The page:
The Villains of the Housing Crisis Are Denying All Responsibility
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The central bankers of the world gathered last weekend for their annual meeting at Jackson Hole, Wyoming. This was an opportunity to talk about the major issues confronting the world economy, as well as an opportunity to spend some time in a very beautiful vacation spot.
When they met in Jackson Hole in 2005, the meetings were devoted to an Alan Greenspan retrospective, honoring his 18-year tenure as Federal Reserve Board chairman, which was due to end the following January. A number of papers were presented analyzing his record at the Fed, including one that raised the question of whether Mr. Greenspan was the greatest central banker of all time.
The elite Jackson Hole crew did not debate whether Greenspan was the greatest central banker of all time this year. The world is now facing the most serious financial crisis since the Great Depression. At least, that is the assessment of Alan Greenspan. With house prices plunging, unemployment and inflation rates rising and banks failures mounting, Greenspan has a pretty good argument.
How did we get here? The centerpiece in this story is the United States allowed an $8 trillion housing bubble to grow unchecked. Between 1996 and 2006, house prices rose by more than 70 percent, after adjusting for inflation. In the previous century, from 1896 to 1996, house prices had just kept even with the overall rate of inflation.
When there is suddenly a sharp divergence from a long-term trend like this, it is reasonable to look for an explanation. Was there some fundamental factor on either the supply or demand side that was suddenly causing house prices to skyrocket?
A quick investigation revealed no obvious suspects. On the supply side, there were no major new constraints that were impeding construction. In fact, housing starts were at near record levels over the years 2002 to 2006, so there was no reason to believe any developments on the supply side could explain skyrocketing house prices.
The demand side also didn't feature any obvious culprits. The rate of population growth and household formation had slowed sharply. If demographics could explain a sharp rise in house prices, then we should have seen the surge in the 70s and 80s. That was when the huge baby boom cohort was first forming their own households. In the current decade, the baby boomers are preparing for retirement.
There also was no plausible income story. Income grew at a healthy but not extraordinary rate in the years from 1996 to 2000, but income growth has been very weak throughout the current decade.
Finally, if the run-up in house prices could be explained by the fundamentals of the housing market, then we should expect to see a comparable increase in rents. But there was no unusual run-up in rents. They did slightly outpace inflation in the late 90s, but they actually were falling behind inflation by the early years of this decade.
If the run-up in house prices could not be explained by the fundamentals, then it was a bubble, which would burst. This was easy to see for anyone who cared to look, but Greenspan and his sycophants could not be bothered. Greenspan insisted everything was fine - there was no housing bubble - and virtually the whole economics profession, including his fellow central bankers, acted an enablers touting Mr. Greenspan's wisdom.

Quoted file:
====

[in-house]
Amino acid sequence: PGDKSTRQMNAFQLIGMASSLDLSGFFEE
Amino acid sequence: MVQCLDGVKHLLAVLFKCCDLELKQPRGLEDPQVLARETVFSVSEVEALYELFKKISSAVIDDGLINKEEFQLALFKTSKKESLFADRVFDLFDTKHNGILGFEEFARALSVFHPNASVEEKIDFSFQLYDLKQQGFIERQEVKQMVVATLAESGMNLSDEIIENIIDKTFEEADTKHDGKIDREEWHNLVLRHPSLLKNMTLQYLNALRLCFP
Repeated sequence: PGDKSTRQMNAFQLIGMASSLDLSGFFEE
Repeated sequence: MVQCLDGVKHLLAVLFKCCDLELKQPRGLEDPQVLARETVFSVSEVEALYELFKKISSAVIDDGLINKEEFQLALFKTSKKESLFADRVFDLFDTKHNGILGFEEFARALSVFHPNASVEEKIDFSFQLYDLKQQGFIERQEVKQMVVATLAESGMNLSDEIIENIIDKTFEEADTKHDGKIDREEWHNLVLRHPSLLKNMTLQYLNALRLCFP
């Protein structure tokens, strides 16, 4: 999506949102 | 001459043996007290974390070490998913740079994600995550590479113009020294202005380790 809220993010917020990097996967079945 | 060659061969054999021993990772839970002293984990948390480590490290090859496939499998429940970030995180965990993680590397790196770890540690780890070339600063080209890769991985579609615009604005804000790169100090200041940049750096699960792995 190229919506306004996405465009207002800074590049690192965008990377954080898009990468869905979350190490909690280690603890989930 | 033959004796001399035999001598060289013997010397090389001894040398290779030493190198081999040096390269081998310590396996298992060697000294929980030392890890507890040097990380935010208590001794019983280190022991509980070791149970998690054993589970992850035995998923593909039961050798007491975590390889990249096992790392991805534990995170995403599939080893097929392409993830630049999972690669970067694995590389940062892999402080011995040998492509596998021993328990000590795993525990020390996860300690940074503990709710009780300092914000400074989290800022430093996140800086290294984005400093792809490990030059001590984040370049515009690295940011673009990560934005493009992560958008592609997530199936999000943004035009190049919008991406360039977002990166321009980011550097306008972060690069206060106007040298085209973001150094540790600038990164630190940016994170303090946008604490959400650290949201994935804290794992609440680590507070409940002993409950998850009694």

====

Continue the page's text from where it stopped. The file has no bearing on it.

While the exact timing and path of the housing market's collapse and the resulting turmoil in financial markets could not be predicted, the basic course of this tsunami was entirely foreseeable. The collapse of the bubble will destroy in the neighborhood of $8 trillion of housing wealth. Most of these losses will be absorbed by homeowners ($8 trillion comes to $110,000 per homeowner), but if just ten percent of the loss ends up on bank financial sheets, the losses will be $800 billion.
That is enough to put many banks under. Losses of this magnitude were virtually certain to sink Fannie Mae and Freddie Mac, the two huge government-sponsored enterprises that created the secondary mortgage market in the United States. The current financial crisis was, therefore, an inevitable follow-on to the collapse of the housing bubble and will almost certainly amplify its negative impact on the US economy.
This all seemed painfully obvious from even a quick look at the housing data back in 2005 when the central bankers were honoring Alan Greenspan. In fact, it should have been obvious at least three years sooner.
But the Jackson Hole economists were convinced everything was just fine. Now, they are all saying no one could have foreseen the current crisis. And they say no one, at least among the Jackson Hole crowd, saw any problems coming.
The really tragic part of this story is there are no consequences. The same group of economists that led the economy into this catastrophe still has its hands on the wheel. Holding them accountable for their disastrous performance is simply not on the agenda.
Central bankers are not like dishwashers and custodians. They don't get fired when they mess up on the job. They don't even get a pay cut.
So, lets all hope the Jackson Hole crew had a good time at their summer retreat. We've paid a big price for it.
Dean Baker is co-director of the Center for Economic and Policy Research.